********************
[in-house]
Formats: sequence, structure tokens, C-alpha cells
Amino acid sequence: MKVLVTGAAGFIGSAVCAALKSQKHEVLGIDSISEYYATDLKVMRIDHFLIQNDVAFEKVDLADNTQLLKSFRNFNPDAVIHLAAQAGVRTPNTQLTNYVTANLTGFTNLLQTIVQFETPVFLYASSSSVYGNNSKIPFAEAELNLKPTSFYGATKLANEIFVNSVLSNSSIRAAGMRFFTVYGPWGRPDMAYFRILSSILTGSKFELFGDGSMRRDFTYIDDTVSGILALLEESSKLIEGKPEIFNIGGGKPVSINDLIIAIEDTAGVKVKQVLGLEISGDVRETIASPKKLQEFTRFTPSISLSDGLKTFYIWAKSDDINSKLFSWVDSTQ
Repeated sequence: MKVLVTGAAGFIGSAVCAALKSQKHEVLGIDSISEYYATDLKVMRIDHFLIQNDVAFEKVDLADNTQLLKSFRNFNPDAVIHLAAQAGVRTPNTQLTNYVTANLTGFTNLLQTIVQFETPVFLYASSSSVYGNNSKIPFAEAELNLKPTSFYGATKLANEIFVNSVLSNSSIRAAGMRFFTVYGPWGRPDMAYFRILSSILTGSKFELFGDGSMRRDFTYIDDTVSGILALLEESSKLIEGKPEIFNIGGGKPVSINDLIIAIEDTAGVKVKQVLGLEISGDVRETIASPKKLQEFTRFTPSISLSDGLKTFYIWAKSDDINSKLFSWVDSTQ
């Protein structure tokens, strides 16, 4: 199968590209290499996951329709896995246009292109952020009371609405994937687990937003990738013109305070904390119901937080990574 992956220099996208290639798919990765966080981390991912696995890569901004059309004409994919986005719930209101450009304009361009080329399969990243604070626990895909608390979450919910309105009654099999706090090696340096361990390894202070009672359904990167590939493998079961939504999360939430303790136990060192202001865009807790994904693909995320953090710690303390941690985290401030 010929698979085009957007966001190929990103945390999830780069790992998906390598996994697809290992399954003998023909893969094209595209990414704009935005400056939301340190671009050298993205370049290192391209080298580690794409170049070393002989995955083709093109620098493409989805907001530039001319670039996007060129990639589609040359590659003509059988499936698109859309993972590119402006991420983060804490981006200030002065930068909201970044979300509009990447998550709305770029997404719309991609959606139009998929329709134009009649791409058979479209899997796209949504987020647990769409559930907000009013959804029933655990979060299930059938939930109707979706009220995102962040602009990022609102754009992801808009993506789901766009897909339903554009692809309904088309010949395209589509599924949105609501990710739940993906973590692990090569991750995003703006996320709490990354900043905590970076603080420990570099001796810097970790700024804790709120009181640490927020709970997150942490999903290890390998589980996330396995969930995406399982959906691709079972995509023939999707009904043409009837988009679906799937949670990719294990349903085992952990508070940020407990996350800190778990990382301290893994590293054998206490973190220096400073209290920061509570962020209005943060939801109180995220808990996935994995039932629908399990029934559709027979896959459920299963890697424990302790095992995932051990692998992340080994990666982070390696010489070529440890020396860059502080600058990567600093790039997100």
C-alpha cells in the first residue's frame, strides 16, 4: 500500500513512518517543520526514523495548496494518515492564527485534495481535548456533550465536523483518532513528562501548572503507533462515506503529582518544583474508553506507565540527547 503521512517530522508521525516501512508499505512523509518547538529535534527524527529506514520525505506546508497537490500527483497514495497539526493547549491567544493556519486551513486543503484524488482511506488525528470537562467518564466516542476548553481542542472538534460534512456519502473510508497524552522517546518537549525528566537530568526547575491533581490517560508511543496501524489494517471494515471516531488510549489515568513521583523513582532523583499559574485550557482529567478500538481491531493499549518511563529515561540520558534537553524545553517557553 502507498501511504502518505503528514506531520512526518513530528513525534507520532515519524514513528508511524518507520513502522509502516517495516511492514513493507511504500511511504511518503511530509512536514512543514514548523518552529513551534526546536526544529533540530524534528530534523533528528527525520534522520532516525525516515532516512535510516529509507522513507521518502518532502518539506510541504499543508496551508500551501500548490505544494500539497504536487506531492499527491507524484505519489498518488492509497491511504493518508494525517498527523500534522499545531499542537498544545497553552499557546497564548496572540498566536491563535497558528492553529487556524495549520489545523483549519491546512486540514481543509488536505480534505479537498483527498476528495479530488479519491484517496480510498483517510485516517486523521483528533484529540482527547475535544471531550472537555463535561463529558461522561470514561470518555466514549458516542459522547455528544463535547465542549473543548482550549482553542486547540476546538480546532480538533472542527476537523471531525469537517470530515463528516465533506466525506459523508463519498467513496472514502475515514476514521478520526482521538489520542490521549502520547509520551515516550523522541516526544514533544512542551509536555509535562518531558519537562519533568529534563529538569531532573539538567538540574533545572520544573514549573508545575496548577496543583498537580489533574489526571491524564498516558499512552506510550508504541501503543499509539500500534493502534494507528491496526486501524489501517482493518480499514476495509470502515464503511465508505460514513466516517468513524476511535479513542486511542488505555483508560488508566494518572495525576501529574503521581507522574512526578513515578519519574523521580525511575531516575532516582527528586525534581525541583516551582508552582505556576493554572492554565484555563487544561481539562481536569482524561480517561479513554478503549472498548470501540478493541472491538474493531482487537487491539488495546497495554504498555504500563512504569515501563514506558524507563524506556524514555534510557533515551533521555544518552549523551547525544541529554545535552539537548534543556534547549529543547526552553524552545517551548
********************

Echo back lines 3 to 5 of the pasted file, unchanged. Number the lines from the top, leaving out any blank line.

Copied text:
Amino acid sequence: MKVLVTGAAGFIGSAVCAALKSQKHEVLGIDSISEYYATDLKVMRIDHFLIQNDVAFEKVDLADNTQLLKSFRNFNPDAVIHLAAQAGVRTPNTQLTNYVTANLTGFTNLLQTIVQFETPVFLYASSSSVYGNNSKIPFAEAELNLKPTSFYGATKLANEIFVNSVLSNSSIRAAGMRFFTVYGPWGRPDMAYFRILSSILTGSKFELFGDGSMRRDFTYIDDTVSGILALLEESSKLIEGKPEIFNIGGGKPVSINDLIIAIEDTAGVKVKQVLGLEISGDVRETIASPKKLQEFTRFTPSISLSDGLKTFYIWAKSDDINSKLFSWVDSTQ
Repeated sequence: MKVLVTGAAGFIGSAVCAALKSQKHEVLGIDSISEYYATDLKVMRIDHFLIQNDVAFEKVDLADNTQLLKSFRNFNPDAVIHLAAQAGVRTPNTQLTNYVTANLTGFTNLLQTIVQFETPVFLYASSSSVYGNNSKIPFAEAELNLKPTSFYGATKLANEIFVNSVLSNSSIRAAGMRFFTVYGPWGRPDMAYFRILSSILTGSKFELFGDGSMRRDFTYIDDTVSGILALLEESSKLIEGKPEIFNIGGGKPVSINDLIIAIEDTAGVKVKQVLGLEISGDVRETIASPKKLQEFTRFTPSISLSDGLKTFYIWAKSDDINSKLFSWVDSTQ
């Protein structure tokens, strides 16, 4: 199968590209290499996951329709896995246009292109952020009371609405994937687990937003990738013109305070904390119901937080990574 992956220099996208290639798919990765966080981390991912696995890569901004059309004409994919986005719930209101450009304009361009080329399969990243604070626990895909608390979450919910309105009654099999706090090696340096361990390894202070009672359904990167590939493998079961939504999360939430303790136990060192202001865009807790994904693909995320953090710690303390941690985290401030 010929698979085009957007966001190929990103945390999830780069790992998906390598996994697809290992399954003998023909893969094209595209990414704009935005400056939301340190671009050298993205370049290192391209080298580690794409170049070393002989995955083709093109620098493409989805907001530039001319670039996007060129990639589609040359590659003509059988499936698109859309993972590119402006991420983060804490981006200030002065930068909201970044979300509009990447998550709305770029997404719309991609959606139009998929329709134009009649791409058979479209899997796209949504987020647990769409559930907000009013959804029933655990979060299930059938939930109707979706009220995102962040602009990022609102754009992801808009993506789901766009897909339903554009692809309904088309010949395209589509599924949105609501990710739940993906973590692990090569991750995003703006996320709490990354900043905590970076603080420990570099001796810097970790700024804790709120009181640490927020709970997150942490999903290890390998589980996330396995969930995406399982959906691709079972995509023939999707009904043409009837988009679906799937949670990719294990349903085992952990508070940020407990996350800190778990990382301290893994590293054998206490973190220096400073209290920061509570962020209005943060939801109180995220808990996935994995039932629908399990029934559709027979896959459920299963890697424990302790095992995932051990692998992340080994990666982070390696010489070529440890020396860059502080600058990567600093790039997100």